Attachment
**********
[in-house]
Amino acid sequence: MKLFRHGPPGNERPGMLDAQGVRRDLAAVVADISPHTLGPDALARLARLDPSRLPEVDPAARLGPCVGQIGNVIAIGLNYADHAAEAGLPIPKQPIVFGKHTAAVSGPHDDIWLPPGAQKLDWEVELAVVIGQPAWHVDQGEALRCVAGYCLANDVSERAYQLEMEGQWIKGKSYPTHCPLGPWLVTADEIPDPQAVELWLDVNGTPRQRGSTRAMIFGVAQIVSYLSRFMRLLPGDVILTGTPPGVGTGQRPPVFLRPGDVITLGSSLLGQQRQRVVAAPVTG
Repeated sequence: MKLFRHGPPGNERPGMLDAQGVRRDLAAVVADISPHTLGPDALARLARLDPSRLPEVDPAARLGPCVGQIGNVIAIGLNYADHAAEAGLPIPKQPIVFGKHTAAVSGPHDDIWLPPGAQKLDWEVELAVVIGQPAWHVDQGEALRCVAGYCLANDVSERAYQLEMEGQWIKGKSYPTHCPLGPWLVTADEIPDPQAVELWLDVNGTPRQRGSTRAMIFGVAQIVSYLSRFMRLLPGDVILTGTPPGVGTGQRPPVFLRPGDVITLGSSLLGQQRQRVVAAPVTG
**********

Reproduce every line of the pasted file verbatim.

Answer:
[in-house]
Amino acid sequence: MKLFRHGPPGNERPGMLDAQGVRRDLAAVVADISPHTLGPDALARLARLDPSRLPEVDPAARLGPCVGQIGNVIAIGLNYADHAAEAGLPIPKQPIVFGKHTAAVSGPHDDIWLPPGAQKLDWEVELAVVIGQPAWHVDQGEALRCVAGYCLANDVSERAYQLEMEGQWIKGKSYPTHCPLGPWLVTADEIPDPQAVELWLDVNGTPRQRGSTRAMIFGVAQIVSYLSRFMRLLPGDVILTGTPPGVGTGQRPPVFLRPGDVITLGSSLLGQQRQRVVAAPVTG
Repeated sequence: MKLFRHGPPGNERPGMLDAQGVRRDLAAVVADISPHTLGPDALARLARLDPSRLPEVDPAARLGPCVGQIGNVIAIGLNYADHAAEAGLPIPKQPIVFGKHTAAVSGPHDDIWLPPGAQKLDWEVELAVVIGQPAWHVDQGEALRCVAGYCLANDVSERAYQLEMEGQWIKGKSYPTHCPLGPWLVTADEIPDPQAVELWLDVNGTPRQRGSTRAMIFGVAQIVSYLSRFMRLLPGDVILTGTPPGVGTGQRPPVFLRPGDVITLGSSLLGQQRQRVVAAPVTG